You are very active on the social network pages. Is that something you enjoy getting involved with, or is it just what has to be done in this current music industry climate?
Oh it’s something I really enjoy. There is great banter with so many people on the different platforms, and their support is also gratefully appreciated. But I suppose on the other hand, if the work wasn’t done on the social networking side, we wouldn’t have the great connections that we have with our supporters and with promoters to get us the gigs we are chasing after.
I’ve heard a great deal of music from Northern Ireland over the years (Trucker Diablo, Million Dollar Reload, Last Known Addiction, Envisage) so from my outside perspective, it’s a thriving scene. What’s the N.I scene like currently?
For a small place I’d say it’s doing exceptionally well. Certainly many many great bands here. Sadly a few of the ones you have listed are now defunct or have morphed into new incarnations and rebadged themselves. I could add so many more bands to the list and that’s only in the Rock and Metal side of things, so we’re pretty healthy here. But the problem is getting more folk in to support those bands. There is an amazing group of music lovers that will go to the local gigs but a massive gap to those that only go to theatre and arena sized shows – it’s pulling in those fans that is key to keeping the local scene going and growing. In fact once you dip into the local scene – many love it so much they hold back on paying the massive prices to see the bands in those bigger venues. I have to thank Stone Broken for having a local support band at each of their UK dates, and for Belfast that was us – which give us the chance to play to a wider audience than can sometimes be the case.
Your fan base seems to be scattered all over the world, so has Baleful Creed ventured outside of Northern Ireland on tour at all?
It’s thanks to the reach of social media and being played on international internet rock radio shows that our reach has gone outside of the Emerald Isle. It would have been a totally different story pre-internet and we would certainly be only a ‘Norn Iron’ only band if it wasn’t for that. Gigging wise we have been to all the Home Nations of Ireland, Scotland, England and Wales with a few more trips planned later this year.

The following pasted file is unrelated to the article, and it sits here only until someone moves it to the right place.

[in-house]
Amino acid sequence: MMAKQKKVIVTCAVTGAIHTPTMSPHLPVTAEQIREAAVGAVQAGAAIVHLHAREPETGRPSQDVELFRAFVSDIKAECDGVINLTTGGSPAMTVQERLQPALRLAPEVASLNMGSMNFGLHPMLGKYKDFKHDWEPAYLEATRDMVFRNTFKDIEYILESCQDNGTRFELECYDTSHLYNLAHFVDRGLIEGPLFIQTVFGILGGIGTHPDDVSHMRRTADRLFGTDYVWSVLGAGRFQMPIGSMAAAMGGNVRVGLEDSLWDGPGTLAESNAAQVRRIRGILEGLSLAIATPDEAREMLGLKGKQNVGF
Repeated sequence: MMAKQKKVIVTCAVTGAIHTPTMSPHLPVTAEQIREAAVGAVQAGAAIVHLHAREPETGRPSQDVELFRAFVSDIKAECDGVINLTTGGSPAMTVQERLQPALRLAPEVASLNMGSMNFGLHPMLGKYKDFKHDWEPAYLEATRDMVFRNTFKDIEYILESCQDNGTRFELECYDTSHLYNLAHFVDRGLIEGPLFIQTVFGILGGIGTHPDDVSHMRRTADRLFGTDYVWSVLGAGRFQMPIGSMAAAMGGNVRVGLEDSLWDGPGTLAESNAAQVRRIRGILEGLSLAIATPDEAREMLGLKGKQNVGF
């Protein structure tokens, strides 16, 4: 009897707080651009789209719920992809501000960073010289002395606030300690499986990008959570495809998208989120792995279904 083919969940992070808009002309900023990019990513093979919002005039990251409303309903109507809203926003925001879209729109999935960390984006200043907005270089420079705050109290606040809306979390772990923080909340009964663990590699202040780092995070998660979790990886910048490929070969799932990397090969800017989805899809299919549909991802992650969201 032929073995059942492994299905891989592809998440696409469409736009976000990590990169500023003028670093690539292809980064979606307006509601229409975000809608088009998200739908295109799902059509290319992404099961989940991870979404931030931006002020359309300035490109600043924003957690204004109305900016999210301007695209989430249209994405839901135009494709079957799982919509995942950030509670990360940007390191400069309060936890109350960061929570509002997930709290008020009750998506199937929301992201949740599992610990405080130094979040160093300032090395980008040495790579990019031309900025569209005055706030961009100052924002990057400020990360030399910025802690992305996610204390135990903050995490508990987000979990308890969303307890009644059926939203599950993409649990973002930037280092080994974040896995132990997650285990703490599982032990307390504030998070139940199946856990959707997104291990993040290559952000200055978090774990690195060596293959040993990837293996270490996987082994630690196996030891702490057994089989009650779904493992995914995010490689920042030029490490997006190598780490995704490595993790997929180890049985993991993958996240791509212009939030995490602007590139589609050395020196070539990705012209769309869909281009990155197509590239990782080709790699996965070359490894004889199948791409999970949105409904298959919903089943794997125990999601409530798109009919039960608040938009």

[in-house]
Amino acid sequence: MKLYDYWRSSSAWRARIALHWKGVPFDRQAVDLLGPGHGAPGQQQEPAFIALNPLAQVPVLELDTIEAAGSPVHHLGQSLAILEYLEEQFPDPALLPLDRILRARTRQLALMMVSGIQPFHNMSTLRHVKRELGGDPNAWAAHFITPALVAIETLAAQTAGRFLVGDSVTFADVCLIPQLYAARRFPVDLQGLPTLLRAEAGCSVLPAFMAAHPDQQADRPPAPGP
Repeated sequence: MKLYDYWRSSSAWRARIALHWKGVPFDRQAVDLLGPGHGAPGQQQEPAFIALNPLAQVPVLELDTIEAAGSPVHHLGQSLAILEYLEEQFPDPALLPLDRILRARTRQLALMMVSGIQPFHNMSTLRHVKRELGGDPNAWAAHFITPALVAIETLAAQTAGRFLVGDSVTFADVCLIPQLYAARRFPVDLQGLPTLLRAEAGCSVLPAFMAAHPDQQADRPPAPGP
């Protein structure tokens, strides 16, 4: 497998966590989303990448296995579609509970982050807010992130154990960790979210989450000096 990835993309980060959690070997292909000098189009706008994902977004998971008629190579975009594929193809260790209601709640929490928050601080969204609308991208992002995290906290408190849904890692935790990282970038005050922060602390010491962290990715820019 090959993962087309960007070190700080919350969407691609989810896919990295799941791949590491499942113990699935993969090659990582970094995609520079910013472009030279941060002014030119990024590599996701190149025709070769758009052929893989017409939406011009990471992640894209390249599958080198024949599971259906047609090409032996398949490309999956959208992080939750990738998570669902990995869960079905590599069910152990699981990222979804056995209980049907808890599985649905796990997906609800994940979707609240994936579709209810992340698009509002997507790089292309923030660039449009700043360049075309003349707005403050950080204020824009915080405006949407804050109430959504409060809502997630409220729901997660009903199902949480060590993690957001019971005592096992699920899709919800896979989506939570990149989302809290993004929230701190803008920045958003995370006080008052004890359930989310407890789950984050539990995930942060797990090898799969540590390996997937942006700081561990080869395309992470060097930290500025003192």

What areas would you like to play eventually?
There are no boundaries – he says pre-Brexit LOL. If we can afford to fund it – we’ll play anywhere.
Your last album was released in 2017. Have you commenced writing the follow up just yet?
Oh yes and we have just finished close to half the album being recorded. We have to do it in chunks and write and then drop into the studio over a weekend to lay down what we can – and return to fill in whatever bits or add in another song. So five new tunes are done. Both previous albums had ten songs on them each, so to keep my OCD in check – I guess the third album will need ten songs again – so time to get the heads down and write those next five.
Where to next for Baleful Creed?
I like that we are doing this under our own steam – no one looking over our shoulders with either deadlines or invoices to pay – so we just roll along at our own pace, which makes it all the more enjoyable, tinkering at new songs and playing the gigs, hopefully reaching new areas and ears all the time. So there isn’t a goal post to reach as such – we’re just seeing where this takes us on the ride.
Thanks so much for taking the time to make this happen. We really appreciate it, and look forward to hearing more from you in the future.
Thank you so much – really enjoyed the chat with you today! Appreciate the support you have given us.